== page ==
May abuses our intelligence with her tiresome script about taking back control, putting an end to billions in fees per year, taking Britain out of the ECJ, fulfilling democracy, etc.

May abuses our democracy by hiding her dealings from everyone except a favourite civil servant, waiting until the last minute, presenting a fait accompli, then pretending that the only alternatives are her way, no Brexit, or a "crashing" no deal. The fact is that no deal was always the most certain option, but the government has procrastinated without preparing for it and has enabled every self-interested hysteric to tell us that no deal would leave Britain unable to do the things it did perfectly well before the EU, such as trade. Now, every irresponsible business or local authority can claim that their failures are due to uncertainties about Brexit, such as Kent's warning that it won't be able to collect rubbish or bury the dead.

She offers knighthoods and ennoblements to rebel Members of Parliament who might vote for her plan next week, she bypasses Parliament to appeal to you to lobby your representatives, and she uses party funds to lobby constituencies with dishonest propaganda (which party activists rightly refuse to distribute). She is failing. The latest survey shows that most constituencies would prefer to remain in the EU than her plan, and more Parliamentarians are declaring against her proposal.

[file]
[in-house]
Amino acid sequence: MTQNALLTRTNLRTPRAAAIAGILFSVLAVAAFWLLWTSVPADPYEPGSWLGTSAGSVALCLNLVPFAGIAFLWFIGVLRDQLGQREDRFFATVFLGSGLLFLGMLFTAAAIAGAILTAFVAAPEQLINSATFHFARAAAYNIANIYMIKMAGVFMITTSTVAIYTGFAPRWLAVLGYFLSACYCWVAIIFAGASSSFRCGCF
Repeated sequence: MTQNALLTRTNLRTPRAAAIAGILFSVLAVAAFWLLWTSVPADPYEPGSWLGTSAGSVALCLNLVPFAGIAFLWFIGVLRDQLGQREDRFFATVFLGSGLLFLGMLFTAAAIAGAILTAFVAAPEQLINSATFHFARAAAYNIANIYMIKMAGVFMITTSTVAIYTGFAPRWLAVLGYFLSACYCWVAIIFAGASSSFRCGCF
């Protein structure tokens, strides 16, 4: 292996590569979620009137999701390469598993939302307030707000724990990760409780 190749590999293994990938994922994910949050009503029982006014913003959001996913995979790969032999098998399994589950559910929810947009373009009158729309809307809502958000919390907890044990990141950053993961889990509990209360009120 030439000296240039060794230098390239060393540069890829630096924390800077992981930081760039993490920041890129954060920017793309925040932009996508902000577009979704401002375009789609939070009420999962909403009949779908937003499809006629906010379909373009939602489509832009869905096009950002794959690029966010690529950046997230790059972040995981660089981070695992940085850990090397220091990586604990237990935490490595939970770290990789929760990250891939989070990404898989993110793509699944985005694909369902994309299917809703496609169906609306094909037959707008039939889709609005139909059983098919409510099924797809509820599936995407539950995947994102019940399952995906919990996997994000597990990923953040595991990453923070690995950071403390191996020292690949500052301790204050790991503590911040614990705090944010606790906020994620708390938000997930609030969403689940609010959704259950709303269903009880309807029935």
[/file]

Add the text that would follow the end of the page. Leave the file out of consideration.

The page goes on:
So now she is returning to abuse of Parliament: Yesterday, in a surprise appearance on BBC Radio 4's Today programme, she offered to give Parliament a right to vote on whether Britain enters the "backstop" – an impossible offer, because she has already given this right to the EU, without any allowable role for Britain's legislature.

No wonder most Britons report confusion.

If you can't remember any of the 1,000 words above, just remember this: if you can't understand an offer, it's probably not a good offer.

Bruce Oliver Newsome, Ph.D. is a lecturer in International Relations at the University of San Diego